SALEM, Ohio — In the past few weeks, Joy Weaver’s gotten pretty good at reading minds.
Inside Catalpa Grove Farm Market, near Columbiana, Ohio, Weaver and other employees know just what that customer lingering near the tomatoes is wondering.
Are these safe?
Where are they from?
“It’s almost like you’ve got to post a sign to let them know they’re OK,” Weaver said.
Instead of posting a sign, though, Catalpa workers volunteer information about the fruits and vegetables on display — where and how they’re grown, how they’re shipped — to ease consumer food safety fears.
“People are happy to know that something is fresh and grown locally,” she said.
The recent salmonella threat on tomatoes, which has infected 231 people in 24 states since April, coupled with last summer’s spinach snafu and other outbreaks of food-borne illness, undoubtedly affect consumers’ willingness to get right at the source of their food.
The outbreak is having both positive and negative effects for farmers.
“The biggest thing is that it’s helping push ‘buy local’ because people know [local produce] is safe,” said Eric Barrett, an Extension educator from Washington County, Ohio.
Fruit and vegetable production is a top industry in that county, according to Barrett, and growers are looking forward to their first ripened tomatoes this week or next.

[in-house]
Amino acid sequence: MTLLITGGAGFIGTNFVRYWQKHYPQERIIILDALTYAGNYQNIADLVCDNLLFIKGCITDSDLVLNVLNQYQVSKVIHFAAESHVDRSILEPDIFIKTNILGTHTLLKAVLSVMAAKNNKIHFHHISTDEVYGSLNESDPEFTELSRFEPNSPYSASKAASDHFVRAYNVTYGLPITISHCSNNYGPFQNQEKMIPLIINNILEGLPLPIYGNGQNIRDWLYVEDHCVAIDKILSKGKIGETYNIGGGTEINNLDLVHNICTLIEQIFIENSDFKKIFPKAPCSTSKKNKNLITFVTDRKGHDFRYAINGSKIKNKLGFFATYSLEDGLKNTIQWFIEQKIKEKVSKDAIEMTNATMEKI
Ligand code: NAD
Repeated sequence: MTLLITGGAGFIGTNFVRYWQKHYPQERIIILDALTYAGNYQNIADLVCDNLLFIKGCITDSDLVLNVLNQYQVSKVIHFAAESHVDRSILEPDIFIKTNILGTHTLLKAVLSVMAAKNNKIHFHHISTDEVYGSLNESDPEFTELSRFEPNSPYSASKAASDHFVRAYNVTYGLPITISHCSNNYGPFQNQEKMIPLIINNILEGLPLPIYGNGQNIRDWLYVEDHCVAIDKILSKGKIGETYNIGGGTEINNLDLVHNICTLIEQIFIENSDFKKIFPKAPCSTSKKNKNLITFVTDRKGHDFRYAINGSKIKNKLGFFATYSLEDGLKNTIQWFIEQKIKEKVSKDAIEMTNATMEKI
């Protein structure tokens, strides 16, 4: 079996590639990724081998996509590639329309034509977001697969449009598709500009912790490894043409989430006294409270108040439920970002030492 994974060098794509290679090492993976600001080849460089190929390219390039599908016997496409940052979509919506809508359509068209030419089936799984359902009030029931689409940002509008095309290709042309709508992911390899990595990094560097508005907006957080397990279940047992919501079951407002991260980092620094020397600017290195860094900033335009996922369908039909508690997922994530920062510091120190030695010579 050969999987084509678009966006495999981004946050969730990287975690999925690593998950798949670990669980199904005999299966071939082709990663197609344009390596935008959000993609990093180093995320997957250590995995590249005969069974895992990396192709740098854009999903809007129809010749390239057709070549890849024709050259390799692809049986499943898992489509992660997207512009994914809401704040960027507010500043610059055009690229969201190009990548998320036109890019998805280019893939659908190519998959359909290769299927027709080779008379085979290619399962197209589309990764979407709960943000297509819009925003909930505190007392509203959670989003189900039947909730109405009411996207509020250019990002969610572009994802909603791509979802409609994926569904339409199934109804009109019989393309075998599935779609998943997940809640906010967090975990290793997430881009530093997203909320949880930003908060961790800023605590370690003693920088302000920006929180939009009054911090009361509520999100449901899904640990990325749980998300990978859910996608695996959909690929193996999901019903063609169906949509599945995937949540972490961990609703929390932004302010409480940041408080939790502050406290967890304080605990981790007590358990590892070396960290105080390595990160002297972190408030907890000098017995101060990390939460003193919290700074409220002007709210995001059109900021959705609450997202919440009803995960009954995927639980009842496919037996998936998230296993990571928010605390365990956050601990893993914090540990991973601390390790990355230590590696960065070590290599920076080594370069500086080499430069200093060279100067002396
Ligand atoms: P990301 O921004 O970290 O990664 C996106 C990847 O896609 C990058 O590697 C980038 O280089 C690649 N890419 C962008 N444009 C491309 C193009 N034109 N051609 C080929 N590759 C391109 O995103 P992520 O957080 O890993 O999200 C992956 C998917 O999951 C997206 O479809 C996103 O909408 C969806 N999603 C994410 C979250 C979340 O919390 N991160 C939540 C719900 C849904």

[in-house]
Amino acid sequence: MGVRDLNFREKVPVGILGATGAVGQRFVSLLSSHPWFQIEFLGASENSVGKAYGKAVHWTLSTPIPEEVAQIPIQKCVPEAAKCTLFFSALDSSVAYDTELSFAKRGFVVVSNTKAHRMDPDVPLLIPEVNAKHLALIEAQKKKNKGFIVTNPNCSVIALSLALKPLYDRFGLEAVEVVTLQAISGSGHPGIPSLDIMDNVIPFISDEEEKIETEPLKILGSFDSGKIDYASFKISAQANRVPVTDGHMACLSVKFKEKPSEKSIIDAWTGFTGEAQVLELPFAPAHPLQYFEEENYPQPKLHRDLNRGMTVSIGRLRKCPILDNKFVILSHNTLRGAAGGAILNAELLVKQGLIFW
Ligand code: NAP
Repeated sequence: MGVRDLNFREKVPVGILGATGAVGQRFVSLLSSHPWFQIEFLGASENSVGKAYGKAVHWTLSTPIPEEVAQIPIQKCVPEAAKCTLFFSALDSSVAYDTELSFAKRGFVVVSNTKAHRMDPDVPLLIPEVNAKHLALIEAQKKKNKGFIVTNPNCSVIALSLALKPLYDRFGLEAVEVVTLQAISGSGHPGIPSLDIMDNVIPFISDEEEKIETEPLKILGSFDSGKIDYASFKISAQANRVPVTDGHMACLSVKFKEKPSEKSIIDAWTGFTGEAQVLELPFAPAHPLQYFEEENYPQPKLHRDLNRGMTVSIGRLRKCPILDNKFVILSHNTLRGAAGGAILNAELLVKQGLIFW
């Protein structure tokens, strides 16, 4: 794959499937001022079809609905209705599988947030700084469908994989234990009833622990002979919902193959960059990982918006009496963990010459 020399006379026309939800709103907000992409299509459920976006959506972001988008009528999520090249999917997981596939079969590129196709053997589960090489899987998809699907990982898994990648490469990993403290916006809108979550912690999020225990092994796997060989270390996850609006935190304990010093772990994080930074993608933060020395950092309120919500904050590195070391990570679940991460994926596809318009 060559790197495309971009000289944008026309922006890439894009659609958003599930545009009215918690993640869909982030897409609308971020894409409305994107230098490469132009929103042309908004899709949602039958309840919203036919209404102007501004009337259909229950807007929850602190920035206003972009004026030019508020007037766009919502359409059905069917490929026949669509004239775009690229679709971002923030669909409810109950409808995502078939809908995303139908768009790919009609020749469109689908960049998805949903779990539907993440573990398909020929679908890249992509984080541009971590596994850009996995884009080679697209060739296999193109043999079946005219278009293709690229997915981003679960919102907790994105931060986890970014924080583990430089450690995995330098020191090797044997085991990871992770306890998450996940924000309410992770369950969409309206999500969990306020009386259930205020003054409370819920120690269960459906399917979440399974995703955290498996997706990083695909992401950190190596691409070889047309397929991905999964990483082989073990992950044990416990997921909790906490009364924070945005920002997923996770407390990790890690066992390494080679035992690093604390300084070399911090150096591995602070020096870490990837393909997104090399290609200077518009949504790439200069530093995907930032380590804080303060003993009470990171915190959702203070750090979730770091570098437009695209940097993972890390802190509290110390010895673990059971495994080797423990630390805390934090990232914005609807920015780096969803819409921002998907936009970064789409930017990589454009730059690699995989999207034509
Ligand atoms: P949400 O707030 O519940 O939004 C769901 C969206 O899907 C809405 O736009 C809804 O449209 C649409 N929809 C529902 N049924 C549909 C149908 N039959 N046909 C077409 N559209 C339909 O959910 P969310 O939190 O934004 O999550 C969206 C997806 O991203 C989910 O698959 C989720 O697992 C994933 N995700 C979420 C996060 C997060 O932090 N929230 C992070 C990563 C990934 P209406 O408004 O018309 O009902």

Eating food produced locally — whether you’re talking vegetables, fruits, or even meats — has many benefits, according to the Ohio Ecological Food and Farm Association.
It provides an opportunity for people to get to know the growers who raise the food, and to find out exactly how it was produced.
That relationship also feeds on consumer demand for fewer preservatives, better tasting and more nutritious foods, and satisfies the consumer who’s conscious of economic factors like shipping costs and keeping farms a part of the local landscape.
Buying locally produced foods isn’t a new trend, but it’s growing.
In fact, the surge of followers of the ‘eating local’ movement, who often call themselves locavores, made such a decided impact on American life that the word ‘locavore’ was selected as the New Oxford American Dictionary’s Word of the Year for 2007.
Research done by Ohio State ag economist Marvin Batte proves consumers are willing to pay a premium for food grown locally.
Those consumers, surveyed in the fall of 2005, ranked food safety last on a list of seven factors that influence their purchases. That doesn’t necessarily mean they don’t care about food safety, though, Batte warned.
“I can’t recall whether there was anything in the news then, but people react to how things are at the moment of the survey. If there had been an outbreak then, there may have been a stronger response,” he said.
Batte also said that if forced to speculate, and backed up by his previous research, he might expect to see “mild stimulation” in the demand for locally produced foods today.
“[Outbreaks] typically cause individuals to re-evaluate, and they may make more local purchases,” Batte said.
Proof that it’s good
While southern Ohio growers are watching their tomatoes turn from green to red, they’re also faced with proving their homegrown product is safe.